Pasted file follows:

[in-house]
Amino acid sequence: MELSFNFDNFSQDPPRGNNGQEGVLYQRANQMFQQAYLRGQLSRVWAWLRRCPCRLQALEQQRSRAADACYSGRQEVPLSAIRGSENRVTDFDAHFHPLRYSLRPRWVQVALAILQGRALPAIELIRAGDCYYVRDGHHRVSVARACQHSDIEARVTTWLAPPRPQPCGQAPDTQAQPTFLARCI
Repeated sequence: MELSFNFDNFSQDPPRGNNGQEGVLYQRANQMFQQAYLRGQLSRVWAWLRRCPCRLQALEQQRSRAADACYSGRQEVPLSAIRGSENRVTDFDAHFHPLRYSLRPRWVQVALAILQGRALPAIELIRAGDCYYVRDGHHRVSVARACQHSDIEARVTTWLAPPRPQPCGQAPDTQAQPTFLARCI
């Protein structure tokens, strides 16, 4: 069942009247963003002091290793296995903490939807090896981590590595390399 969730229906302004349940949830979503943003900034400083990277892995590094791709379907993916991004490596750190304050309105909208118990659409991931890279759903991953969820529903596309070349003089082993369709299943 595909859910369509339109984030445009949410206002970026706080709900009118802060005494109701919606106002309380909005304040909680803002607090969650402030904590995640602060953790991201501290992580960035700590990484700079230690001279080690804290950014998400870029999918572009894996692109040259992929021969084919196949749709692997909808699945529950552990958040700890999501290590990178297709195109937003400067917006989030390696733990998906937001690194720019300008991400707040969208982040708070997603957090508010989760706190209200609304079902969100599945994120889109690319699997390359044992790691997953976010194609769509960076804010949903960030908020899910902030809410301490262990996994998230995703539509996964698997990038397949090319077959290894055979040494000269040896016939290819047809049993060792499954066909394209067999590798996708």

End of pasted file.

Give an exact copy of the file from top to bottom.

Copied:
[in-house]
Amino acid sequence: MELSFNFDNFSQDPPRGNNGQEGVLYQRANQMFQQAYLRGQLSRVWAWLRRCPCRLQALEQQRSRAADACYSGRQEVPLSAIRGSENRVTDFDAHFHPLRYSLRPRWVQVALAILQGRALPAIELIRAGDCYYVRDGHHRVSVARACQHSDIEARVTTWLAPPRPQPCGQAPDTQAQPTFLARCI
Repeated sequence: MELSFNFDNFSQDPPRGNNGQEGVLYQRANQMFQQAYLRGQLSRVWAWLRRCPCRLQALEQQRSRAADACYSGRQEVPLSAIRGSENRVTDFDAHFHPLRYSLRPRWVQVALAILQGRALPAIELIRAGDCYYVRDGHHRVSVARACQHSDIEARVTTWLAPPRPQPCGQAPDTQAQPTFLARCI
């Protein structure tokens, strides 16, 4: 069942009247963003002091290793296995903490939807090896981590590595390399 969730229906302004349940949830979503943003900034400083990277892995590094791709379907993916991004490596750190304050309105909208118990659409991931890279759903991953969820529903596309070349003089082993369709299943 595909859910369509339109984030445009949410206002970026706080709900009118802060005494109701919606106002309380909005304040909680803002607090969650402030904590995640602060953790991201501290992580960035700590990484700079230690001279080690804290950014998400870029999918572009894996692109040259992929021969084919196949749709692997909808699945529950552990958040700890999501290590990178297709195109937003400067917006989030390696733990998906937001690194720019300008991400707040969208982040708070997603957090508010989760706190209200609304079902969100599945994120889109690319699997390359044992790691997953976010194609769509960076804010949903960030908020899910902030809410301490262990996994998230995703539509996964698997990038397949090319077959290894055979040494000269040896016939290819047809049993060792499954066909394209067999590798996708």